WikiLeaks: The CIA Is Spying on People by Hacking their Word Documents - Bitsonline

WikiLeaks: The CIA Is Spying on People by Hacking their Word Documents

WikiLeaks’ latest Vault 7 release reveals that the CIA uses a tool called “Scribbles” to track people by snooping on their Microsoft Word documents.

Also read: Turkey Bans Wikipedia in Latest Censorship Move

CIA Is Tracking Leakers With Scribbles, Says WikiLeaks

Allegedly, the tool is an attempt by the CIA to keep track of journalists and prevent them from leaking classified information. In this effort, Scribbles apparently embeds a beacon tag into watermarks located on Microsoft Word documents that can report document analytics back to the CIA.WikiLeaks

WikiLeaks released information about the tool on Friday and, according to a user manual describing Scribbles, it can be used to generate copies of identical or unique files, each with distinctive watermarks that includes a web beacon-like tag.

According to WikiLeaks, the tool works exclusively with Microsoft Office documents. Additionally, Scribble’s user manual says that it will not work on encrypted on password-protected documents.

However, according to a Microsoft spokesperson, customers who use Microsoft Office 2013 or Office 356 and newer are protected by default because these updated versions open up documents in protected view, blocking network access.

Additionally, security expert Udi Yavo, CTO and co-founder of enSilo talked to Threatpost about the CIA tool saying that it was taking advantage of a feature in Microsoft Office that allows it to embed remote objects, like images, in documents.

Vault 7 Project Marches On

This recent batch of leaks is the 7th time since early March, when the leaks began, that WikiLeaks has revealed confidential material regarding the CIA. The leaks have been a part of a series, dubbed “Vault 7,” with WikiLeaks calling it the single largest ever publication of confidential documents on the agency.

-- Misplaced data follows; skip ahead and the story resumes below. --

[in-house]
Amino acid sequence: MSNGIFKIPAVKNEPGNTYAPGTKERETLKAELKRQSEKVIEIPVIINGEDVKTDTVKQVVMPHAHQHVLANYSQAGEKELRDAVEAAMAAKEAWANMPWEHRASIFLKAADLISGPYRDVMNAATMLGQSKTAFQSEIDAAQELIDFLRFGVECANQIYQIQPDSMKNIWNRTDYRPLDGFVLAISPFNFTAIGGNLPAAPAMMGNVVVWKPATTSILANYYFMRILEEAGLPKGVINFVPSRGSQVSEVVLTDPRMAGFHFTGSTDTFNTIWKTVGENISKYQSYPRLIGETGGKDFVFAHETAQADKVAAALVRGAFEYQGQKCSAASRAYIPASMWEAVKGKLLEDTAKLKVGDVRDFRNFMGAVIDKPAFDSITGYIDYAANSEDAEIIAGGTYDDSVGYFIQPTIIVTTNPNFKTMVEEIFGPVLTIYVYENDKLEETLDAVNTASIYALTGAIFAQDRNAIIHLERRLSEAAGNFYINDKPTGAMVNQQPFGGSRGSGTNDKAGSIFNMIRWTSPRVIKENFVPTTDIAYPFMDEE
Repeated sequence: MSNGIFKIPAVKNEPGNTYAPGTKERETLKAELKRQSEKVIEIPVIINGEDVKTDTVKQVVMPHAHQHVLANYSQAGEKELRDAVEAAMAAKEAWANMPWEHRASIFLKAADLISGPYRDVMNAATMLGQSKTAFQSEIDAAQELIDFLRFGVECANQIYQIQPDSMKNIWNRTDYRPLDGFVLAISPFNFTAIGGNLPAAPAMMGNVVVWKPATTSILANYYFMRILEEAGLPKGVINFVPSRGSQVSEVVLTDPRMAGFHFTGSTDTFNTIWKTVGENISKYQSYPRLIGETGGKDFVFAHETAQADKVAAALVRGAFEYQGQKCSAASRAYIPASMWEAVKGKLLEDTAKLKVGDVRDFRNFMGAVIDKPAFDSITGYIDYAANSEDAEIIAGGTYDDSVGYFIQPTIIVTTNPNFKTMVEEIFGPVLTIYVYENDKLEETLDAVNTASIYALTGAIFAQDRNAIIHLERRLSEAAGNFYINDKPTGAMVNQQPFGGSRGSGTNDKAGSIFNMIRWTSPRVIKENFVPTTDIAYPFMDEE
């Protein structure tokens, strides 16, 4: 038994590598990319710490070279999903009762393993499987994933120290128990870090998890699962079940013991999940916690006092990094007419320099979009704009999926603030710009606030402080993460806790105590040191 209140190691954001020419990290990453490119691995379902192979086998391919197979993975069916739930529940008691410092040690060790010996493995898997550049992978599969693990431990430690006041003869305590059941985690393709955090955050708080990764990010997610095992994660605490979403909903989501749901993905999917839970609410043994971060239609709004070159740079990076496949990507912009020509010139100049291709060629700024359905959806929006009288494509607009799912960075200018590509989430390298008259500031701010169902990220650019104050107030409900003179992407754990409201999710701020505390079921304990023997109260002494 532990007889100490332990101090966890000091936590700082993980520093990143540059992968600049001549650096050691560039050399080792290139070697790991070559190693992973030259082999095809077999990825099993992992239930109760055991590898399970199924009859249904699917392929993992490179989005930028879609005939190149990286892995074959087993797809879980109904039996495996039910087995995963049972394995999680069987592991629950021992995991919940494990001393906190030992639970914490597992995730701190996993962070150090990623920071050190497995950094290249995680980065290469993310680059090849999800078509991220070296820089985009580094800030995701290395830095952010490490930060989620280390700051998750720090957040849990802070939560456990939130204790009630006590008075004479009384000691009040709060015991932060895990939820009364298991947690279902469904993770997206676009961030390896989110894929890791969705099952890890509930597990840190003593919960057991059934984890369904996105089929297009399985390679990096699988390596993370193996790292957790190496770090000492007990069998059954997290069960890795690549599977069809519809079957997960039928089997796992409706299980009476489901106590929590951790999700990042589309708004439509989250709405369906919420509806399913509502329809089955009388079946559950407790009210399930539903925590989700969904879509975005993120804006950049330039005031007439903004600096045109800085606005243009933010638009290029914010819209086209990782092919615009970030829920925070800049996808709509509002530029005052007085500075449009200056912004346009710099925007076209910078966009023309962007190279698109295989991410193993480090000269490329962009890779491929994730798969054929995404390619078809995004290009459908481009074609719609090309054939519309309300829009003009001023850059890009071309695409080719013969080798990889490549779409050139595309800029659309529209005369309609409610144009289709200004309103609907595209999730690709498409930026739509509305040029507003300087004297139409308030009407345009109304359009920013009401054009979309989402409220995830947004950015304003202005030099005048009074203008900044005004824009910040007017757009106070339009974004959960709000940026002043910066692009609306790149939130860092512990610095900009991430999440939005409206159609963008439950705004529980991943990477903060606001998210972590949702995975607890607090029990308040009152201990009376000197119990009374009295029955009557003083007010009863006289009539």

They began to publish the documents on March 7, 2017, with the first group of documents being code-named “Year Zero” by WikiLeaks.

These first documents, consisting of 7,818 web pages with 943 attachments, by itself, surpassed the entire volume of Edward Snowden’s infamous series of leaks in 2013 that disclosed surveillance programs conducted by the NSA.

The subsequent leaks that followed the first batch uncovered a variety of CIA hacking tools and capabilities that allowed the agency to perform their own electronic surveillance as well as cyber warfare.

When the CIA was first contacted about the leaks they refused to comment on the authenticity of the information, however, they did release a statement saying that the American public should be “troubled” by WikiLeaks’ activities:

“The American public should be deeply troubled by any WikiLeaks disclosure designed to damage the Intelligence Community’s ability to protect America against terrorists or other adversaries. Such disclosures not only jeopardize US personnel and operations, but also equip our adversaries with tools and information to do us harm.”

What do you think of these recent leaks? What do you think of WikiLeaks’ vault 7 project? Let’s hear your thoughts.


Images Vva CIA, WikiLeaks

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